Large, diverse South Asian country bordering Pakistan, China, Nepal, Bhutan, Bangladesh, Burma and the Indian Ocean (hence the ocean's name). Partially or completely British-controlled from the 1600s until 1947 -- at the time of independence Pakistan was partitioned from India out of the British-controlled area because of religious differences. (And decades later Pakistan split into the current country of that name and what is now Bangladesh, on the other side of the modern country of India.) There are still border disputes and other conflicts between the India and Pakistan.

The Everything2 India Encyclopedia

"So far as I am able to judge, nothing has been left undone,
either by man or nature, to make India the most extraordinary
country that the sun visits on his rounds. Nothing seems
to have been forgotten, nothing overlooked."

-- Mark Twain, from Following the Equator

It is impossible not to be astonished by India. Nowhere else does humanity present itself in such a dizzying, creative burst of cultures and religions, races and tongues. Every aspect of the country presents itself on a massive, exaggerated scale, worthy in comparison only to the superlative mountains that overshadow it. Perhaps the only thing more difficult than to be indifferent to India would be to describe or understand India completely.


On a suggestion by mauler some time back, I am taking up the task of compiling everything about India on Everything2. A few links in the node are not noded yet - I have included them for completeness.

Of course this is always a work in progress. Here's how you can help - if you node or come across any India related node on E2 that's not in here, please /msg me right away! Pointing out any errors etc in the following list will also be a big help. Dhanyawaad! Shukriya! Thank you!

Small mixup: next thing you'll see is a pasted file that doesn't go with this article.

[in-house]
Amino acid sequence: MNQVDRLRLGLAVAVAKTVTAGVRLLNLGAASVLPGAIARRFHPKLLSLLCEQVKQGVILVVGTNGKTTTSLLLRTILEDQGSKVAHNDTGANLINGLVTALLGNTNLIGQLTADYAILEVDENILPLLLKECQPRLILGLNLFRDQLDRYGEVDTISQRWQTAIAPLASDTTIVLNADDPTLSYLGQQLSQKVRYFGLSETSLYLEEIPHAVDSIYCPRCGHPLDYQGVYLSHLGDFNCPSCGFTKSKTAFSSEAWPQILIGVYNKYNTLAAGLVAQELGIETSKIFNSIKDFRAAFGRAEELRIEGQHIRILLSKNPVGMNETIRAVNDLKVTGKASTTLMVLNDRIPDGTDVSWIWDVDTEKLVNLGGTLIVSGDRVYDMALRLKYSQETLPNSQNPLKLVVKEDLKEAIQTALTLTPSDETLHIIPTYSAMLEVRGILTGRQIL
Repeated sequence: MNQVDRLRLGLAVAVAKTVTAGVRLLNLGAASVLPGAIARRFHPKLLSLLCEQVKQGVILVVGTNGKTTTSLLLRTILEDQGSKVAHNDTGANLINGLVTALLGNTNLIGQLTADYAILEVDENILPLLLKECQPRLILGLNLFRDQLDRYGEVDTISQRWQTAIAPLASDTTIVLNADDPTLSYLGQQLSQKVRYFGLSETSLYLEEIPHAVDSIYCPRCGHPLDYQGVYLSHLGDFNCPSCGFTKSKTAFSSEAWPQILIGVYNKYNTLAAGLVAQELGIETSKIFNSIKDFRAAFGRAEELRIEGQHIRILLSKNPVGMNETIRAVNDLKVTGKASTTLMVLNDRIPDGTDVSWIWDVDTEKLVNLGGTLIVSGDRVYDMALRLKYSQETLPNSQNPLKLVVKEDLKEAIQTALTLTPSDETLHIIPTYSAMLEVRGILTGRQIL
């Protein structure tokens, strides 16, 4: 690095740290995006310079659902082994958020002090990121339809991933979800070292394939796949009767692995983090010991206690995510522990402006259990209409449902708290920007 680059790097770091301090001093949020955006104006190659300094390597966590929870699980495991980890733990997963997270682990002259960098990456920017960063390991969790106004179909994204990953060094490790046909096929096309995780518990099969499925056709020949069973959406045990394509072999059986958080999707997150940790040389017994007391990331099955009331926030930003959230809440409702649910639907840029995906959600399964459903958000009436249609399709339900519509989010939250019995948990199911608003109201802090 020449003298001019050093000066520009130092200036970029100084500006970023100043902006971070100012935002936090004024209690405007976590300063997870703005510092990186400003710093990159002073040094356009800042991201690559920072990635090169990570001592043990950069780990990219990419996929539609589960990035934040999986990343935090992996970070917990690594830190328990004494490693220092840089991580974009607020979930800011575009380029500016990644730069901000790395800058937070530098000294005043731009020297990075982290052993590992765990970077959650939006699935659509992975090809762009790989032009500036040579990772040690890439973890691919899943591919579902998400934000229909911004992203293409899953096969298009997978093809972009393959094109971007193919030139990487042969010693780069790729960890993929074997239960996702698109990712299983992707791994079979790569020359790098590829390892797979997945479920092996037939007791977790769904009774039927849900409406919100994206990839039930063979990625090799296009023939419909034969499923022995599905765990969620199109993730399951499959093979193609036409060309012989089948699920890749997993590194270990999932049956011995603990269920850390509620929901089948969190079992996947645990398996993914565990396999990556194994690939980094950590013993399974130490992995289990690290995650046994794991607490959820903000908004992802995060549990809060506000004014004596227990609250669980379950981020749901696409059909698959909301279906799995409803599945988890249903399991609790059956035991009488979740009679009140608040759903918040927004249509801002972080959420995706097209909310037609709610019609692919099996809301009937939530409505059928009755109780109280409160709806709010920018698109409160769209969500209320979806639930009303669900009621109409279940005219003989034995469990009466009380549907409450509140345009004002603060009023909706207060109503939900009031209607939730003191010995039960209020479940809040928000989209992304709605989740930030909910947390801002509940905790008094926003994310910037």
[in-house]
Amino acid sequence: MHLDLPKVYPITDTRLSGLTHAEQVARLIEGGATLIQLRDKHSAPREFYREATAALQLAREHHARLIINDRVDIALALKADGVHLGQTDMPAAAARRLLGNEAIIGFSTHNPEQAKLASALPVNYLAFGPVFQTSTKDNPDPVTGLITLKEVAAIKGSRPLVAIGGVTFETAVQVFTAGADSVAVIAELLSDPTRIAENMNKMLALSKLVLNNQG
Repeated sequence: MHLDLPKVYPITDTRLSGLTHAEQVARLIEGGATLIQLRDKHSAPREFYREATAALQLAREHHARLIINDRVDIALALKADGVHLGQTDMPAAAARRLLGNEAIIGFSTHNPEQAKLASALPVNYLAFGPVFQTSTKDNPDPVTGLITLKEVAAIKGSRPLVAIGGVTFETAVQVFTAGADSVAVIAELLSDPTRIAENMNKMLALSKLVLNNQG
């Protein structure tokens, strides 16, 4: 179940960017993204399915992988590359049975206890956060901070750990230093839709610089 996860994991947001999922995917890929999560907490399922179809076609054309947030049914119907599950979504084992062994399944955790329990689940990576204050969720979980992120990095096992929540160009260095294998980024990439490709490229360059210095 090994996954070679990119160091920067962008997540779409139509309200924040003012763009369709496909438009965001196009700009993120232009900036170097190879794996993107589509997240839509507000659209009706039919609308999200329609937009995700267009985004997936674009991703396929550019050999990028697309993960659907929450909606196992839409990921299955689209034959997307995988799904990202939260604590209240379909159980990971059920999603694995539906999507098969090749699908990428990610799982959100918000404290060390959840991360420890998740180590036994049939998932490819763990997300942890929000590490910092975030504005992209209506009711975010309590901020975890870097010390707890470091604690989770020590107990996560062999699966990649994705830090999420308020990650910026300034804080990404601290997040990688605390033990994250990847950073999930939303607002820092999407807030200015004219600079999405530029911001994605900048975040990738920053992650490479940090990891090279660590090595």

Newest Additions

  1. Kolkata Metro (added by Oolong)
  2. A Jamai Writes (added by Oolong)
  3. Main Hoon Na
  4. Mohammed Ali (added by vishakh)
  5. Muhammed Iqbal (added by vishakh)
  6. Everything Arranged Marriage Registry
  7. Bahadur Shah Zafar
  8. Communism in India (added by vishakh)
  9. Patna (added by vishakh)
  10. Jammu and Kashmir: historiographical analysis
  11. Coca Cola in Kerala
  12. Hindutva
  13. Hindu Nationalism
  14. Dalit
  15. Quit India Movement
  16. odiyan
  17. shaktiman
  18. O.V. Vijayan
  19. Kalarippayattu
  20. Babri Masjid
  21. iron pillar
  22. Bodhidharma
  23. Panchatantra
  24. Indian Rope Trick
  25. Matrimonial ads

Links: 664

Please note: This metanode was originally created by another user who has left E2 and was kind enough to let us keep it. I am maintaining it now. - mauler




States and Union Territories


Other Places








Major Rivers

Sea and Oceans


Eras and Empires


Languages of India

Religions of India

Religion is central to Indian culture, and its practice can be seen in virtually every aspect of life in the country. Hinduism is the dominant faith of India, followed by about 80 percent of the population. Ten percent follow Islam, making the muslim population in India second only to Indonesia, about 5 percent are Sikhs and Christians; the rest (a good 45 million) are Buddhists, Jains, Bahai, and more.

India is also the birthplace of several major world religions including Hinduism, Sikhism, Buddhism and Jainism.

Religious Texts

Places of Worship

Religious Practices/Symbols

Hindu Gods and Godesses

Sikh Gurus

Other Gods/Religious figures

Festivals of India

Other days celebrated as holidays


Historical Figures

Present-day Indians of Note


sneff has by far made most mouths water on E2. On his suggestion, I'm adding links here that are Indian cuisine related but are not recipes. For recipes, please see the metanode linked below. This has just started. Just watch. This'll grow Huge!

  • Indian Recipes (metanode)
  • General





    Masala (Spices)

    Dairy products





    Fauna of India



    Indian Names

    This is a node started by Seumas that couldn't be completed. I'll pick it up sometime in future if possible, or I invite anyone willing to complete the task to please step forward.

    Art and Culture


    Dances of India

    Vocal Art Forms

    Classical Music

    Martial Arts


    Want more?